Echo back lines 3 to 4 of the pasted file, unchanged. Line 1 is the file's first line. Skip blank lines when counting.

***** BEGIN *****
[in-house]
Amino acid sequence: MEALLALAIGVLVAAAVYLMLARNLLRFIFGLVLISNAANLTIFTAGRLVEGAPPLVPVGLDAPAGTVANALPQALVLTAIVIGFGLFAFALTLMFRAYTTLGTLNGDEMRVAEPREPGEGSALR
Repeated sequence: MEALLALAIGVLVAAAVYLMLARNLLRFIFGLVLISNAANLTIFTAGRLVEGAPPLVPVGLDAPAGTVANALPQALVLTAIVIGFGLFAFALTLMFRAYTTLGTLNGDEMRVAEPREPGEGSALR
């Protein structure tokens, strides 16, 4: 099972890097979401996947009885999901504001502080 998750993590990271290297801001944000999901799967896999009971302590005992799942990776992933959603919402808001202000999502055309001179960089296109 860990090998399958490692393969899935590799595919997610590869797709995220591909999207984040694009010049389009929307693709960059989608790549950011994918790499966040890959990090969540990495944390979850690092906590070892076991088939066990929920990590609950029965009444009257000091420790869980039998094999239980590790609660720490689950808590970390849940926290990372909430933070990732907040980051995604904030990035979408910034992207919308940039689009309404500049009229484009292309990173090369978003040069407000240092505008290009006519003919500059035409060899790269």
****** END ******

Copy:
Repeated sequence: MEALLALAIGVLVAAAVYLMLARNLLRFIFGLVLISNAANLTIFTAGRLVEGAPPLVPVGLDAPAGTVANALPQALVLTAIVIGFGLFAFALTLMFRAYTTLGTLNGDEMRVAEPREPGEGSALR
């Protein structure tokens, strides 16, 4: 099972890097979401996947009885999901504001502080 998750993590990271290297801001944000999901799967896999009971302590005992799942990776992933959603919402808001202000999502055309001179960089296109 860990090998399958490692393969899935590799595919997610590869797709995220591909999207984040694009010049389009929307693709960059989608790549950011994918790499966040890959990090969540990495944390979850690092906590070892076991088939066990929920990590609950029965009444009257000091420790869980039998094999239980590790609660720490689950808590970390849940926290990372909430933070990732907040980051995604904030990035979408910034992207919308940039689009309404500049009229484009292309990173090369978003040069407000240092505008290009006519003919500059035409060899790269």